How can these people live with themselves? Oh, that's right. They're sociopaths:

"The president would like to close Gitmo," said Rove, who also declined to give a timetable for the camp's closure, saying it is holding "bad people" who will have to be detained elsewhere.

He downplayed the poor treatment of prisoners in Guantanamo that has been widely publicized.

"Our principal health problem down there is gain of weight, we feed them so well," he said as many in the audience shook their heads and groaned in unison.


And So It Goes

Events proceed toward an outcome that seems inevitable:
Turkey has massed 140,000 soldiers on its border with northern Iraq, Iraq's foreign minister said Monday, calling the neighboring country's fears of Kurdish rebels based there "legitimate" but better resolved through negotiation.

The Turkish military had no comment to the remarks by Foreign Minister Hoshyar Zebari, a Kurd from northern Iraq, and it was unclear where he got the figures. If they are accurate, Turkey would have nearly as many soldiers along its border with Iraq as the 155,000 troops which the U.S. has in the country.

Zebari's comments came amid calls by Turkey's military for the government to give it the green light to carry out military operations in northern Iraqi against the rebel Kurdistan Workers Party, or PKK.


Still Trying to Hide

Bush seems rather desperate and pathetic these days. More than usual, I mean:
President Bush invoked executive privilege Monday to deny requests by Congress for testimony from two former aides in connection with the firings of federal prosecutors.

The White House, however, did offer again to make former counsel Harriet Miers and one-time political director Sara Taylor available for private, off-the-record interviews.

In a letter to the heads of the House and Senate Judiciary panels, White House counsel Fred Fielding insisted that Bush was acting in good faith and refused lawmakers' demand that the president explain the basis for invoking the privilege.


Unserious, Cont'd

Yet more evidence of just how assiduously Bush is doing the "hard work" of protecting the nation from the terrorists he's so fond of mentioning:

The Bush administration has failed to fill roughly a quarter of the top leadership posts at the Department of Homeland Security, creating a "gaping hole" in the nation's preparedness for a terrorist attack or other threat, according to a congressional report to be released today.

As of May 1, Homeland Security had 138 vacancies among its top 575 positions, with the greatest voids reported in its policy, legal and intelligence sections, as well as in immigration agencies, the Federal Emergency Management Agency and the Coast Guard. The vacant slots include presidential, senior executive and other high-level appointments, according to the report by the majority staff of the House Homeland Security Committee.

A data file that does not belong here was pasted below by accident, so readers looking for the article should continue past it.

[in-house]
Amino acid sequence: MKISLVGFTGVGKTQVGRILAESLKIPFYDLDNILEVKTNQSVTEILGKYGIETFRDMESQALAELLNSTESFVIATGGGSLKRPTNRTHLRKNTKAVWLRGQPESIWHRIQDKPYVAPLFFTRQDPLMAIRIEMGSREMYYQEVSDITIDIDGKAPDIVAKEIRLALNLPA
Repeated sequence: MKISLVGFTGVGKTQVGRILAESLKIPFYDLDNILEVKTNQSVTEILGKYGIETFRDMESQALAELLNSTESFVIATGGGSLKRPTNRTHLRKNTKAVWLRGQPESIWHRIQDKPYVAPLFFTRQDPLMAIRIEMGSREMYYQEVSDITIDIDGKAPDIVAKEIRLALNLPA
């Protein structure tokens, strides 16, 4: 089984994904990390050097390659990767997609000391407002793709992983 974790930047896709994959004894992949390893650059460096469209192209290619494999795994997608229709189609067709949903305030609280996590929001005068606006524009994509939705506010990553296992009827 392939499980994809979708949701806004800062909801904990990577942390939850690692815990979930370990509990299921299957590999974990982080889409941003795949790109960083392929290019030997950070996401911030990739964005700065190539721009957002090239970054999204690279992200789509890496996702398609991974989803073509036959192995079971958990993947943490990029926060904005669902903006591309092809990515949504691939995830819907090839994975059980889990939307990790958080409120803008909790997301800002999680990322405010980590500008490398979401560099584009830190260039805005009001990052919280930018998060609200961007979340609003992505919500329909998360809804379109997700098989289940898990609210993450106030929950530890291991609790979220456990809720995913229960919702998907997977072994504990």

Sunday, July 08, 2007

Faith-Based Education

Yet one more boon we've bestowed upon Iraq:

IRAQI pupils have had their dreams of going to university dashed by teachers who have been failing schoolchildren from rival sectarian groups.

Examiners at Baghdad marking centres who receive examination papers from both Shiite and Sunni pupils erased answers and gave marks below the 50 per cent pass mark required to go on to higher education.

Several teachers were sacked after education officials detected the scandal last week and many more are being investigated.

Officials from the Ministry of Education are trying to find ways to re-mark hundreds of papers, but the task has been complicated by the Iraqi practice of using pencils to fill in exam papers. Investigators trying to establish which papers have been tampered with have been thwarted because the markers simply rubbed out the correct answers.


Another Ratzi Move

It's okay again to want to "save the Jews":
Jewish leaders and community groups criticised Pope Benedict XVI strongly yesterday after the head of the Roman Catholic Church formally removed restrictions on celebrating an old form of the Latin mass which includes prayers calling for the Jews to 'be delivered from their darkness' and converted to Catholicism.
'What earlier generations held as sacred remains sacred and great for us too, and it cannot be all of a sudden entirely forbidden or even considered harmful,' Benedict wrote.

Um, okay, so next we bring back the Inquisition, based on "earlier generations"?


The Fight Goes On

The White House is digging in its heels yet again. Unseemly, indeed:
The Bush administration is urging a former White House political director to ignore a subpoena and not testify before Congress about the firings of federal prosecutors, her lawyer says.

The Senate Judiciary Committee wants to hear from Sara Taylor at its hearing Wednesday and she is willing to talk. Testifying, however, would defy the wishes of the president, "a person whom she admires and for whom she has worked tirelessly for years," lawyer W. Neil Eggleston said.

Eggleston stated, in a letter this weekend to committee leaders and White House counsel Fred Fielding, that Taylor expects a letter from Fielding asking her not to comply with the subpoena.

"In our view, it is unfair to Ms. Taylor that this constitutional struggle might be played out with her as the object of an unseemly tug of war," Eggleston wrote.